Porridge refers to hot cereal grains or ground legumes boiled in water or milk, and often served as a breakfast food. Almost every culture has some variation of this dish, based on the most available grains in that area. It may be called hot mush, hot cereal, or hot meal, depending upon where it is served.
Traditional porridge in the UK is often made with oats. In Scotland, it may also be spelled as porage after a brand name of oats sold. Porridge is also used to make gruel, oft referred to in Victorian literature. Gruel, which is merely watered down porridge, could be prescribed for those with sensitive appetites and to treat a variety of ailments. English and American gruel is certainly not the only medicinal use of this dish. The Chinese use rice congee mixed with herbs to treat people recovering from illness.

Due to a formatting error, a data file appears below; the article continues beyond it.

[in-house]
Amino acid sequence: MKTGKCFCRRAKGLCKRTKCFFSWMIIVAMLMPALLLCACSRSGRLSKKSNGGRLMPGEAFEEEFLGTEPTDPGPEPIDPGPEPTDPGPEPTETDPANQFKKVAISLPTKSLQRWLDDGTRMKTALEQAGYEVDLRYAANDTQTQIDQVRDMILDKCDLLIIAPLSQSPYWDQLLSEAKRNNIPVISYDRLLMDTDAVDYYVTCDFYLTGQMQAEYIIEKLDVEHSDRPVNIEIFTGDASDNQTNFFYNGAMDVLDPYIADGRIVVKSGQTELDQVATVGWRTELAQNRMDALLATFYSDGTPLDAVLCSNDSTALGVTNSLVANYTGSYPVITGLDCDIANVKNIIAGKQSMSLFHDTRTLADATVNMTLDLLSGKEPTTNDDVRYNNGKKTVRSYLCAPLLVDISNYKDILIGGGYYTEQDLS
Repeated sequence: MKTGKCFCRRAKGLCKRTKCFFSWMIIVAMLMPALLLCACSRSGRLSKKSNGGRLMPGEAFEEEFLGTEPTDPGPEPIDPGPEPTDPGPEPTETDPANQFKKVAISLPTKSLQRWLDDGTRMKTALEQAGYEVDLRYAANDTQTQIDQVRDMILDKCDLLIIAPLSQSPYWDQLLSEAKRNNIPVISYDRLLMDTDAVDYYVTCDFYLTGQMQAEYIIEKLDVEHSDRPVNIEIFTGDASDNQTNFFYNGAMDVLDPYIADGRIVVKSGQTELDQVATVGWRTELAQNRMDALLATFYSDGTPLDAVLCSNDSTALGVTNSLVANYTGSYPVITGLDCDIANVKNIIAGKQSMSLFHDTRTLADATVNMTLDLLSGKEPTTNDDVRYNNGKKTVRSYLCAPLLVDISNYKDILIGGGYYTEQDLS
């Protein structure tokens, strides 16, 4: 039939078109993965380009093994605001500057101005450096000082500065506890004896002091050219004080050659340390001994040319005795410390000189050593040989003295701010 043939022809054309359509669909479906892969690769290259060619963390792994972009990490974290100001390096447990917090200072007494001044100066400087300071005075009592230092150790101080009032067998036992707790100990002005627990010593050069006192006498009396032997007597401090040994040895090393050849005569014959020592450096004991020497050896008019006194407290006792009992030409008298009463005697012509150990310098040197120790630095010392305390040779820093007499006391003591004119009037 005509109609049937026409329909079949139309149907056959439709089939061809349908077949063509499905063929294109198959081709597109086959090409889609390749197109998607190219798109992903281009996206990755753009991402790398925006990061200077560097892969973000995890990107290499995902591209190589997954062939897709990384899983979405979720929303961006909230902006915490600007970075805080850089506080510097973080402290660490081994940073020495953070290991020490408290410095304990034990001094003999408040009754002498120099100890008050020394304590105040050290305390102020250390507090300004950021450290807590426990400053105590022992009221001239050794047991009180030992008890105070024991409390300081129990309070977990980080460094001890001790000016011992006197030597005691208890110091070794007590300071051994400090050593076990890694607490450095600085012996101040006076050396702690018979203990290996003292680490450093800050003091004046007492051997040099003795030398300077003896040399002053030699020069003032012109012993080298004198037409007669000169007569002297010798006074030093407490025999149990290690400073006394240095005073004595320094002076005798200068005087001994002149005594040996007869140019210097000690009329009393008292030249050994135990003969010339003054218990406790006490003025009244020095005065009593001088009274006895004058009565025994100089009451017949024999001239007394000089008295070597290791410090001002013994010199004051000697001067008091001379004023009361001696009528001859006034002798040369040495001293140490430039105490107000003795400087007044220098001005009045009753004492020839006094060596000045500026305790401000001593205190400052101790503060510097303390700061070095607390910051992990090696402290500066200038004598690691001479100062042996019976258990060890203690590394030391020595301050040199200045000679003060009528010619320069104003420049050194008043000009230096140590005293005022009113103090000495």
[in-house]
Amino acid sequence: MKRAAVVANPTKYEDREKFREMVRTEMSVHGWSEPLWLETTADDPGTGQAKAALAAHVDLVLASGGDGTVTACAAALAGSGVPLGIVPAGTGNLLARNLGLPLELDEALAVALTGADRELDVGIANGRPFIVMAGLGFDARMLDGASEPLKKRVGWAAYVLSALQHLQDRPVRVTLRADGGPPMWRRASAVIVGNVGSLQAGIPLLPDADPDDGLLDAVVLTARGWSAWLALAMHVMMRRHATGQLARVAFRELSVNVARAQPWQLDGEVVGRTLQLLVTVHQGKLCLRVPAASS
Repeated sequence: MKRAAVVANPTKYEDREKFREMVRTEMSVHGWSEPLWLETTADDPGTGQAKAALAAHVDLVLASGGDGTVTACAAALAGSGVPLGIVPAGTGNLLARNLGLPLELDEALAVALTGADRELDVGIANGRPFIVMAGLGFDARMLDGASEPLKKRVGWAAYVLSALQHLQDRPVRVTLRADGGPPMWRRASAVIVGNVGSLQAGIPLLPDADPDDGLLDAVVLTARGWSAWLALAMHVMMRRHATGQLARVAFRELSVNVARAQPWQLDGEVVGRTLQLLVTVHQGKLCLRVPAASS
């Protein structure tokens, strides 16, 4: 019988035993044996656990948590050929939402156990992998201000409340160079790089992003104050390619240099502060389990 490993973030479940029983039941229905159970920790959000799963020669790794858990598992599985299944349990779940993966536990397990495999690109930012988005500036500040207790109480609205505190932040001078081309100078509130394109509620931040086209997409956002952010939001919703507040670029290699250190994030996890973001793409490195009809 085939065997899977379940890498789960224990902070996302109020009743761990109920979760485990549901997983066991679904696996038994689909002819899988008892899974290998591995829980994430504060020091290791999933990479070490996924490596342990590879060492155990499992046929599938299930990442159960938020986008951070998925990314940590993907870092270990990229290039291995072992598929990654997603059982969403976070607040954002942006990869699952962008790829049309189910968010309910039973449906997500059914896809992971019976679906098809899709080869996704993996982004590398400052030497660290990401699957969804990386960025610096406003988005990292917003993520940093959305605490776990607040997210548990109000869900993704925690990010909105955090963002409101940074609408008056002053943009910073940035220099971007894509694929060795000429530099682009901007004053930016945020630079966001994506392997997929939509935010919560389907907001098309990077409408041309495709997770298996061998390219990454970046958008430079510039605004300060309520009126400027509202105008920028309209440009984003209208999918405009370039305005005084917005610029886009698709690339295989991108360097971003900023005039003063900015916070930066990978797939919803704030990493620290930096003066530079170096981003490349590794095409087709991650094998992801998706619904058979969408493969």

In the United States, we have numerous variants of porridge. These include cereals made from wheat, ground corn, ground rice, and multi-grain cereals. Generally cooking time on these cereals directly correlates to the amount of processing of the grains used. Whole grains usually take the longest to cook, and finely flaked grains, like baby oats or small pieces of wheat can take a short time.
Many porridge varieties are “quick” varieties, which cut cooking time down to a minute or two. Other varieties are instant and merely require the application of boiling water to result in a hot cereal. Aficionados may turn up their noses at instant varieties, since they often lack the grainy or nutty taste of less processed grains.
One type of porridge that has not attained great popularity in the US is made of peasemeal, made from ground dried yellow peas. Peasemeal porridge is also known as peas porridge, peas pudding, or peas meal. As found in the nursery rhyme “Peas Porridge Hot,” it is popular in Northern England and has been compared in taste and texture to hummus. It may be served with bacon, and is frequently available in butcher’s shops.
The list of grains that can produce porridge is extensive. In addition to the most recognizable corn, oats, rice, and wheat, the following grains can make different variants: buckwheat, quinoa, rye, millet, sorghum and barley.